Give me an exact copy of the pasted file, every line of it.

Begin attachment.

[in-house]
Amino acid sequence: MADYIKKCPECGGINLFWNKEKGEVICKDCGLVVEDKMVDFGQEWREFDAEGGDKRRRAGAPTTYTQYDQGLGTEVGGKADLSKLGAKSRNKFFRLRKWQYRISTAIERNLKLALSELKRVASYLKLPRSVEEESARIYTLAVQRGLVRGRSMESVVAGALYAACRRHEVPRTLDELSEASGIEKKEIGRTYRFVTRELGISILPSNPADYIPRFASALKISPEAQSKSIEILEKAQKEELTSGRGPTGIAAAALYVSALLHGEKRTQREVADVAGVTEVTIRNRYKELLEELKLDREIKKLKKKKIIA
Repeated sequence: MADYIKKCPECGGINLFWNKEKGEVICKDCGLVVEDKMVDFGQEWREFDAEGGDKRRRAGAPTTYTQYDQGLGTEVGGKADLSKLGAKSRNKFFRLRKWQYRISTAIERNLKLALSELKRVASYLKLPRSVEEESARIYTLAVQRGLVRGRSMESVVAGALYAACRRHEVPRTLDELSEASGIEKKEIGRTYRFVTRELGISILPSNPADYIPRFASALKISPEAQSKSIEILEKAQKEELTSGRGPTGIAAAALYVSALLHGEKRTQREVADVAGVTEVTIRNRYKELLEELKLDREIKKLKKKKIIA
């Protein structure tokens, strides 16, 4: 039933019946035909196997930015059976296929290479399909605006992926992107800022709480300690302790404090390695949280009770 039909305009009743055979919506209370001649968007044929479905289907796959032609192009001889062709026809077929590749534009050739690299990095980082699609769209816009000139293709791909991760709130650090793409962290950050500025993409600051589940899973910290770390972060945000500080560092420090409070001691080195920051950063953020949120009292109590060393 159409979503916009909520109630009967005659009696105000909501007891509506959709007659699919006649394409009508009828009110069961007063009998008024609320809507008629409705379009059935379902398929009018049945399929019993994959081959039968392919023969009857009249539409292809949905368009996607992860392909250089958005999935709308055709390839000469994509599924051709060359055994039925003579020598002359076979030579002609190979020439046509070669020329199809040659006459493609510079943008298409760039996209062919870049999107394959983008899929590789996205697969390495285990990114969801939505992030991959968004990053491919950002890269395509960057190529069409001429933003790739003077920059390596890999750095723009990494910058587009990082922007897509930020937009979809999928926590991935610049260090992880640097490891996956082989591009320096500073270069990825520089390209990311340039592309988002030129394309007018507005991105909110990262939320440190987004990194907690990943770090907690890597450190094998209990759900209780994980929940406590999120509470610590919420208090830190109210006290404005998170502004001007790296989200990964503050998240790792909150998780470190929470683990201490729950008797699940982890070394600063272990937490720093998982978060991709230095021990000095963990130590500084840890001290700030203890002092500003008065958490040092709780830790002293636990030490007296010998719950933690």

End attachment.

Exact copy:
[in-house]
Amino acid sequence: MADYIKKCPECGGINLFWNKEKGEVICKDCGLVVEDKMVDFGQEWREFDAEGGDKRRRAGAPTTYTQYDQGLGTEVGGKADLSKLGAKSRNKFFRLRKWQYRISTAIERNLKLALSELKRVASYLKLPRSVEEESARIYTLAVQRGLVRGRSMESVVAGALYAACRRHEVPRTLDELSEASGIEKKEIGRTYRFVTRELGISILPSNPADYIPRFASALKISPEAQSKSIEILEKAQKEELTSGRGPTGIAAAALYVSALLHGEKRTQREVADVAGVTEVTIRNRYKELLEELKLDREIKKLKKKKIIA
Repeated sequence: MADYIKKCPECGGINLFWNKEKGEVICKDCGLVVEDKMVDFGQEWREFDAEGGDKRRRAGAPTTYTQYDQGLGTEVGGKADLSKLGAKSRNKFFRLRKWQYRISTAIERNLKLALSELKRVASYLKLPRSVEEESARIYTLAVQRGLVRGRSMESVVAGALYAACRRHEVPRTLDELSEASGIEKKEIGRTYRFVTRELGISILPSNPADYIPRFASALKISPEAQSKSIEILEKAQKEELTSGRGPTGIAAAALYVSALLHGEKRTQREVADVAGVTEVTIRNRYKELLEELKLDREIKKLKKKKIIA
């Protein structure tokens, strides 16, 4: 039933019946035909196997930015059976296929290479399909605006992926992107800022709480300690302790404090390695949280009770 039909305009009743055979919506209370001649968007044929479905289907796959032609192009001889062709026809077929590749534009050739690299990095980082699609769209816009000139293709791909991760709130650090793409962290950050500025993409600051589940899973910290770390972060945000500080560092420090409070001691080195920051950063953020949120009292109590060393 159409979503916009909520109630009967005659009696105000909501007891509506959709007659699919006649394409009508009828009110069961007063009998008024609320809507008629409705379009059935379902398929009018049945399929019993994959081959039968392919023969009857009249539409292809949905368009996607992860392909250089958005999935709308055709390839000469994509599924051709060359055994039925003579020598002359076979030579002609190979020439046509070669020329199809040659006459493609510079943008298409760039996209062919870049999107394959983008899929590789996205697969390495285990990114969801939505992030991959968004990053491919950002890269395509960057190529069409001429933003790739003077920059390596890999750095723009990494910058587009990082922007897509930020937009979809999928926590991935610049260090992880640097490891996956082989591009320096500073270069990825520089390209990311340039592309988002030129394309007018507005991105909110990262939320440190987004990194907690990943770090907690890597450190094998209990759900209780994980929940406590999120509470610590919420208090830190109210006290404005998170502004001007790296989200990964503050998240790792909150998780470190929470683990201490729950008797699940982890070394600063272990937490720093998982978060991709230095021990000095963990130590500084840890001290700030203890002092500003008065958490040092709780830790002293636990030490007296010998719950933690």